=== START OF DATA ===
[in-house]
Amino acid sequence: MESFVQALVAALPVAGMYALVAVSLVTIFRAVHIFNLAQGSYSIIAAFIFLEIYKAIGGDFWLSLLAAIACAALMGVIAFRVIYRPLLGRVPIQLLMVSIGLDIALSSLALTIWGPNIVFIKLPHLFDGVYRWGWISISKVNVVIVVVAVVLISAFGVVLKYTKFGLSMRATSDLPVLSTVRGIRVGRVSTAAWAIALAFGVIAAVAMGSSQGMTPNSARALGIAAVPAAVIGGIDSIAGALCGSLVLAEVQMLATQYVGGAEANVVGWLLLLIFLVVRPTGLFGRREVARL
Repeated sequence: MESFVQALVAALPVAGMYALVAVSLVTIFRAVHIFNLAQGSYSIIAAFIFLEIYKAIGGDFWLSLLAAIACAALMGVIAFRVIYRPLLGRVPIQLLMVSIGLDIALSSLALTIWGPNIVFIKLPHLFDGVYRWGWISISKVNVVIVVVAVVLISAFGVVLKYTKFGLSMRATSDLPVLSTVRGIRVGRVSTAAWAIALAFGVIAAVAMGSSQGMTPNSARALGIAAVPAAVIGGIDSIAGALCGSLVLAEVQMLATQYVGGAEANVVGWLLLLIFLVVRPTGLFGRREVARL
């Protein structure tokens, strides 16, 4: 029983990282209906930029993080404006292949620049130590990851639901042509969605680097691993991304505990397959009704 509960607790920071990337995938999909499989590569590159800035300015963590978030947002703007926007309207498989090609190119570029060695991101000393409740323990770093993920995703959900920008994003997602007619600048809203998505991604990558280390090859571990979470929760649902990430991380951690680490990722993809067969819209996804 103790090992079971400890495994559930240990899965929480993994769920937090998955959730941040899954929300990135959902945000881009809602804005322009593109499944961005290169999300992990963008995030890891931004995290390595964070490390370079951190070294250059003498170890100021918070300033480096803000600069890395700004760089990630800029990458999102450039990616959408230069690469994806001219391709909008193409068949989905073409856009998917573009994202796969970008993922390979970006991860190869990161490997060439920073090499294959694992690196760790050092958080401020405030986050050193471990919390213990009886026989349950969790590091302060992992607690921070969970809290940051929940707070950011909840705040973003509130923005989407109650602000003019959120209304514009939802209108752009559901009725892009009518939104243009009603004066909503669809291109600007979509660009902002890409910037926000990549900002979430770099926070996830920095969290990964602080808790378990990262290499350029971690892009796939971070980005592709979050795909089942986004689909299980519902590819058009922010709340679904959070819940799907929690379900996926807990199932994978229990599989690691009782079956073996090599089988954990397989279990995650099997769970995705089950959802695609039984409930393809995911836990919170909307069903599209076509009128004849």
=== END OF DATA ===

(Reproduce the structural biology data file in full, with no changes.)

[in-house]
Amino acid sequence: MESFVQALVAALPVAGMYALVAVSLVTIFRAVHIFNLAQGSYSIIAAFIFLEIYKAIGGDFWLSLLAAIACAALMGVIAFRVIYRPLLGRVPIQLLMVSIGLDIALSSLALTIWGPNIVFIKLPHLFDGVYRWGWISISKVNVVIVVVAVVLISAFGVVLKYTKFGLSMRATSDLPVLSTVRGIRVGRVSTAAWAIALAFGVIAAVAMGSSQGMTPNSARALGIAAVPAAVIGGIDSIAGALCGSLVLAEVQMLATQYVGGAEANVVGWLLLLIFLVVRPTGLFGRREVARL
Repeated sequence: MESFVQALVAALPVAGMYALVAVSLVTIFRAVHIFNLAQGSYSIIAAFIFLEIYKAIGGDFWLSLLAAIACAALMGVIAFRVIYRPLLGRVPIQLLMVSIGLDIALSSLALTIWGPNIVFIKLPHLFDGVYRWGWISISKVNVVIVVVAVVLISAFGVVLKYTKFGLSMRATSDLPVLSTVRGIRVGRVSTAAWAIALAFGVIAAVAMGSSQGMTPNSARALGIAAVPAAVIGGIDSIAGALCGSLVLAEVQMLATQYVGGAEANVVGWLLLLIFLVVRPTGLFGRREVARL
């Protein structure tokens, strides 16, 4: 029983990282209906930029993080404006292949620049130590990851639901042509969605680097691993991304505990397959009704 509960607790920071990337995938999909499989590569590159800035300015963590978030947002703007926007309207498989090609190119570029060695991101000393409740323990770093993920995703959900920008994003997602007619600048809203998505991604990558280390090859571990979470929760649902990430991380951690680490990722993809067969819209996804 103790090992079971400890495994559930240990899965929480993994769920937090998955959730941040899954929300990135959902945000881009809602804005322009593109499944961005290169999300992990963008995030890891931004995290390595964070490390370079951190070294250059003498170890100021918070300033480096803000600069890395700004760089990630800029990458999102450039990616959408230069690469994806001219391709909008193409068949989905073409856009998917573009994202796969970008993922390979970006991860190869990161490997060439920073090499294959694992690196760790050092958080401020405030986050050193471990919390213990009886026989349950969790590091302060992992607690921070969970809290940051929940707070950011909840705040973003509130923005989407109650602000003019959120209304514009939802209108752009559901009725892009009518939104243009009603004066909503669809291109600007979509660009902002890409910037926000990549900002979430770099926070996830920095969290990964602080808790378990990262290499350029971690892009796939971070980005592709979050795909089942986004689909299980519902590819058009922010709340679904959070819940799907929690379900996926807990199932994978229990599989690691009782079956073996090599089988954990397989279990995650099997769970995705089950959802695609039984409930393809995911836990919170909307069903599209076509009128004849």